The market is efficient at pricing in risk. Oil prices have collapsed twice in the past six years. That would tell investors there is a greater likelihood of that happening again. If you’re an operator, this means you might require a higher return than in the past because the risk is greater. If you’re an investor, you require a higher rate of return before you’re willing to invest. Thus, when demand comes back and oil prices recover, the commodity price might be a little higher than it otherwise would have been, depending on how high you need it to be to get that marginal barrel produced.
The world is still highly reliant on hydrocarbons. Renewable-energy sources are growing, but long-term demand for oil and natural gas is growing faster in percentage terms.
The May futures contract for WTI crude turned negative in April (-$37 a barrel), as demand plummeted and storage capacity ran out. That seemed to be an unusual set of circumstances with open futures contracts and perhaps some unsophisticated investors who got stuck. The lesson: Don’t hold financial contracts that you can’t honor as expiration approaches. With limited-to-no storage capacity available at the delivery point for the WTI oil-futures contract on May 19 (Cushing), so holders of financial contracts will need to sell prior to expiration. If open interest remains high as we approach expiration, then negative oil prices are possible again.
Negative oil prices were an anomaly—a function of a timing mismatch between the pace of demand reduction and that of supply reduction.
You need to break down the oil industry in two players: Producers and refiners. In between you have the pipeline, storage, and the infrastructure (mid-streamers). In normal times, good news for producers would tend to be bad or neutral for refiners, because refiners have to buy from the producers.
The hope is that the oil market rebalances and every part of the industry improves — oil and gas producers make more money selling crude, refiners sell more gasoline, and pipelines see more activity.
Refiners have been cutting back on processing crude because there are too few buyers. No one is driving as people stay at home to stop the virus, and gasoline is normally the number one use of crude in the U.S.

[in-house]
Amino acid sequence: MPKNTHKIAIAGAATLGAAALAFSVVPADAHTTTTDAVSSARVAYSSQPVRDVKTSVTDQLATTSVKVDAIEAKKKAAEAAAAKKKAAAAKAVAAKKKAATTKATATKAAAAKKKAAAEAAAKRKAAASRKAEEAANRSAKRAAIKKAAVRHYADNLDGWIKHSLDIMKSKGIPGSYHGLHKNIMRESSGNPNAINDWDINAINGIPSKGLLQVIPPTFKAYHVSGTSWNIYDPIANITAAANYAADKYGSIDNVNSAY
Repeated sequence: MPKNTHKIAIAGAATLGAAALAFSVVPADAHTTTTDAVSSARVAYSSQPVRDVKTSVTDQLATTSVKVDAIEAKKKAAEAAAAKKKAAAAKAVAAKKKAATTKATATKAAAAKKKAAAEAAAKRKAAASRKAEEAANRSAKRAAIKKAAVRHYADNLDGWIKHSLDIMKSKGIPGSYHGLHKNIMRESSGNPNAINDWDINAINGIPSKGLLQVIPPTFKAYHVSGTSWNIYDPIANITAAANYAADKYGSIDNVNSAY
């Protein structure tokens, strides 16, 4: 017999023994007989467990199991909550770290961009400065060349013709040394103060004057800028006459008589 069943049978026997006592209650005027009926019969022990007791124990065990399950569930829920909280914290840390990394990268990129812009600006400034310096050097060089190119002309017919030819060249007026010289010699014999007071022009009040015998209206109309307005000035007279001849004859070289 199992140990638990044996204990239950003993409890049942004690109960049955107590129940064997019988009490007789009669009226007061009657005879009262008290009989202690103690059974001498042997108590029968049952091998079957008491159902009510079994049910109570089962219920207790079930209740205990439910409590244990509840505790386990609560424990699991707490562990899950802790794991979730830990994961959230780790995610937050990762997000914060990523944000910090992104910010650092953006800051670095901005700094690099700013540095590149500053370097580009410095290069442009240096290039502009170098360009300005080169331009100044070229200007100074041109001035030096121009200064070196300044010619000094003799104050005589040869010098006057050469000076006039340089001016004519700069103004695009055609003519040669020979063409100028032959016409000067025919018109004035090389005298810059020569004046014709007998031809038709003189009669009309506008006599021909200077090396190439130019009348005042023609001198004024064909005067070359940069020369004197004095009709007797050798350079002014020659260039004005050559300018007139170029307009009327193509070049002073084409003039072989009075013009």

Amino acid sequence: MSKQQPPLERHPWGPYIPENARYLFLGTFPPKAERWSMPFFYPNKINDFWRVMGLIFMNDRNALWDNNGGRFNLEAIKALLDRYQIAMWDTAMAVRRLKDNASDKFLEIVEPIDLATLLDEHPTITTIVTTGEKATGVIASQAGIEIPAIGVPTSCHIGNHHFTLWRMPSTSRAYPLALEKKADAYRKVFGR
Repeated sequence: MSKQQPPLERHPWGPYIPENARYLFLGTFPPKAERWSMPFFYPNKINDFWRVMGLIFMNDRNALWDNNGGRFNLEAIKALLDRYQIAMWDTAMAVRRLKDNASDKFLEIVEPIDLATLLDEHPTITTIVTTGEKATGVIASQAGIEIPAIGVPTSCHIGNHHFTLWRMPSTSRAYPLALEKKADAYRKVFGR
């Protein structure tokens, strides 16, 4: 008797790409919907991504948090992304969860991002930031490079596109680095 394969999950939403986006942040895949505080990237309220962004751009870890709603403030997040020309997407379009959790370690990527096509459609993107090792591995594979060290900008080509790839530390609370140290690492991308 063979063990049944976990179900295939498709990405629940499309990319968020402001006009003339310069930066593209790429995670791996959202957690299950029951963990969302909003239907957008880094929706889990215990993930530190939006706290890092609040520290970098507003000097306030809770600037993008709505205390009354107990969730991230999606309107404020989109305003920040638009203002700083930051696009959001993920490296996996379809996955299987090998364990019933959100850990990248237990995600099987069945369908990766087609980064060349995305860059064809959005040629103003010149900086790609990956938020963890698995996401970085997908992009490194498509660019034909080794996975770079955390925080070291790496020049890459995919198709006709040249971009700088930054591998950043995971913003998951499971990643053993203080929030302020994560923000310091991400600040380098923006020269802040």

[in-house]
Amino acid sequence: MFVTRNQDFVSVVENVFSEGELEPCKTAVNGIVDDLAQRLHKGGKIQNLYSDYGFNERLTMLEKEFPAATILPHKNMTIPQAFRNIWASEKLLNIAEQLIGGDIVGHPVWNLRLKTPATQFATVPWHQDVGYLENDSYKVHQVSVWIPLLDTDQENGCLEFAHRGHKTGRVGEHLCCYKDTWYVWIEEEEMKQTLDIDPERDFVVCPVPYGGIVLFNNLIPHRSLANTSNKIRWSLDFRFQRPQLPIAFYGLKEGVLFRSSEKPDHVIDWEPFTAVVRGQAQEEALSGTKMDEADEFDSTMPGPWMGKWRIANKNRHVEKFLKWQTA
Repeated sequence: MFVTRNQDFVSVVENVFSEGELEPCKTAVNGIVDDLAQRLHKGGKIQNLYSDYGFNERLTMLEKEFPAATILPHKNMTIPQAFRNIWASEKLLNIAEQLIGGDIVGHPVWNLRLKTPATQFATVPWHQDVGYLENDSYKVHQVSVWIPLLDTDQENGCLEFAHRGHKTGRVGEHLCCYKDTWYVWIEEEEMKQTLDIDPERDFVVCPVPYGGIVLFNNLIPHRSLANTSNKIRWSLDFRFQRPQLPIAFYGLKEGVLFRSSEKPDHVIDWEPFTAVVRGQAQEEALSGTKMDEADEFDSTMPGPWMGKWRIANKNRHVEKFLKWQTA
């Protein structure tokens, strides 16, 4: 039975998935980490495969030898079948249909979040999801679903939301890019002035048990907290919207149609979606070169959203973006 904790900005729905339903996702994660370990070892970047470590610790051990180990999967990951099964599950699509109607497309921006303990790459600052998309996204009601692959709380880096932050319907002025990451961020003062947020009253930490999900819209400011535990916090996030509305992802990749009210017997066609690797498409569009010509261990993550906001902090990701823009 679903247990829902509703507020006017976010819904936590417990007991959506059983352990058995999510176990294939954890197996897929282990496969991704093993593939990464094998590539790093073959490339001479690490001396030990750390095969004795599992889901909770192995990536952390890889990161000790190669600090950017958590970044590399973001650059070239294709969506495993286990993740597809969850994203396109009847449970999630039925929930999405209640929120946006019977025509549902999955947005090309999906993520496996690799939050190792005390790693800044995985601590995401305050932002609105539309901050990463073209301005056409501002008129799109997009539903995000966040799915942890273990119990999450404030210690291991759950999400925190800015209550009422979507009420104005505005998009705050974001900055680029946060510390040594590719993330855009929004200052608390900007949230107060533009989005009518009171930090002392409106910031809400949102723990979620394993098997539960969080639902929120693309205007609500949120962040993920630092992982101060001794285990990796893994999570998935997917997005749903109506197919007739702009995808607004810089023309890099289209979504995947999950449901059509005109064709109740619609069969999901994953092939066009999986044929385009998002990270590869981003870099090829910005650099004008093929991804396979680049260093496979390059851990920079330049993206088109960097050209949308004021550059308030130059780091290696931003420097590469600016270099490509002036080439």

U.S. oil prices have jumped 99% in just the past week, an incredible performance that has made energy a top performing sector after months of under performance. Investors bet that companies in the beaten-down sector can come back from a historic rout in the first quarter. Even with the latest surge in stock prices, it should be noted that nearly all energy stocks are down by double-digit percentages for the year. Crude is up for two reasons:
One is that investors now expect demand to return for major products like gasoline and diesel as countries start loosening lockdown orders imposed to stop the spread of the coronavirus.
That oil companies have gotten more serious about reducing supply. U.S. oil production has already declined by almost 1 million barrels a day since it peaked in March, according to Rystad Energy.
The Texas and the U.S. responds to market prices, not government or OPEC. Earnings releases from U.S. oil companies show they’re prepared to make dramatic cuts.
The idea of the Russia-Saudi Arabia price war is to drive U.S. producers out of business. It might work to a certain degree. That playbook employed in 2014 with limited success. Now S-A is trying again with a weaker hand. You might end up with zombie companies like in 2014, where U.S. producers pump just enough to cover interests on the loan.
Mass bankruptcies look unlikely, at least in the short term. And if riskier companies can hold out until oil prices rebound, they are likely to be in a position to produce better cash flow next year. Oil futures a year out are projecting West Texas Intermediate crude at $33.